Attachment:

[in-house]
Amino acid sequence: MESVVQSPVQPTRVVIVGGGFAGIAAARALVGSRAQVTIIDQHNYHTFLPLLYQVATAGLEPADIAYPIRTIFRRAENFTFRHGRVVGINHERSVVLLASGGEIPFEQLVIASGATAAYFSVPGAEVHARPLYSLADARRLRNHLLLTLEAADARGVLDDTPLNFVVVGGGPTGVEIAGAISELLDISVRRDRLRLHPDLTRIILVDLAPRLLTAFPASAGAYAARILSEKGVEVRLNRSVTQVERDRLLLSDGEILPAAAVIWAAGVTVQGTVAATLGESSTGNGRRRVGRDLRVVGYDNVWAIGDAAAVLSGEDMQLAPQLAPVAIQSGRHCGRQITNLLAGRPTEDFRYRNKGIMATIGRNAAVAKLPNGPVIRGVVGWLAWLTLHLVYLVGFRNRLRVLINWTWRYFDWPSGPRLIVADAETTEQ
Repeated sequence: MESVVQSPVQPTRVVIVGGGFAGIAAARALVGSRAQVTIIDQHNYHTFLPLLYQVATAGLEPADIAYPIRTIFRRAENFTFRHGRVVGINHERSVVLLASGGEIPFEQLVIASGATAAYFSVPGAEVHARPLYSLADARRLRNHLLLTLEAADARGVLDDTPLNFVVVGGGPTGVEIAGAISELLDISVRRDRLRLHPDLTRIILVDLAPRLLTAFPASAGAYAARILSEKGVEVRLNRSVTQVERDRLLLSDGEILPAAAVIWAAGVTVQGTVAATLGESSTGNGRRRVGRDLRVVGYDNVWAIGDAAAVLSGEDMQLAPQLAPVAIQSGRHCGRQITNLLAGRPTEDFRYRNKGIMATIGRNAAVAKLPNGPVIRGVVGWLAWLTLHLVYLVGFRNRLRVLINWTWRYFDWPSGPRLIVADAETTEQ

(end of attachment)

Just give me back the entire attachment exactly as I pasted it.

[in-house]
Amino acid sequence: MESVVQSPVQPTRVVIVGGGFAGIAAARALVGSRAQVTIIDQHNYHTFLPLLYQVATAGLEPADIAYPIRTIFRRAENFTFRHGRVVGINHERSVVLLASGGEIPFEQLVIASGATAAYFSVPGAEVHARPLYSLADARRLRNHLLLTLEAADARGVLDDTPLNFVVVGGGPTGVEIAGAISELLDISVRRDRLRLHPDLTRIILVDLAPRLLTAFPASAGAYAARILSEKGVEVRLNRSVTQVERDRLLLSDGEILPAAAVIWAAGVTVQGTVAATLGESSTGNGRRRVGRDLRVVGYDNVWAIGDAAAVLSGEDMQLAPQLAPVAIQSGRHCGRQITNLLAGRPTEDFRYRNKGIMATIGRNAAVAKLPNGPVIRGVVGWLAWLTLHLVYLVGFRNRLRVLINWTWRYFDWPSGPRLIVADAETTEQ
Repeated sequence: MESVVQSPVQPTRVVIVGGGFAGIAAARALVGSRAQVTIIDQHNYHTFLPLLYQVATAGLEPADIAYPIRTIFRRAENFTFRHGRVVGINHERSVVLLASGGEIPFEQLVIASGATAAYFSVPGAEVHARPLYSLADARRLRNHLLLTLEAADARGVLDDTPLNFVVVGGGPTGVEIAGAISELLDISVRRDRLRLHPDLTRIILVDLAPRLLTAFPASAGAYAARILSEKGVEVRLNRSVTQVERDRLLLSDGEILPAAAVIWAAGVTVQGTVAATLGESSTGNGRRRVGRDLRVVGYDNVWAIGDAAAVLSGEDMQLAPQLAPVAIQSGRHCGRQITNLLAGRPTEDFRYRNKGIMATIGRNAAVAKLPNGPVIRGVVGWLAWLTLHLVYLVGFRNRLRVLINWTWRYFDWPSGPRLIVADAETTEQ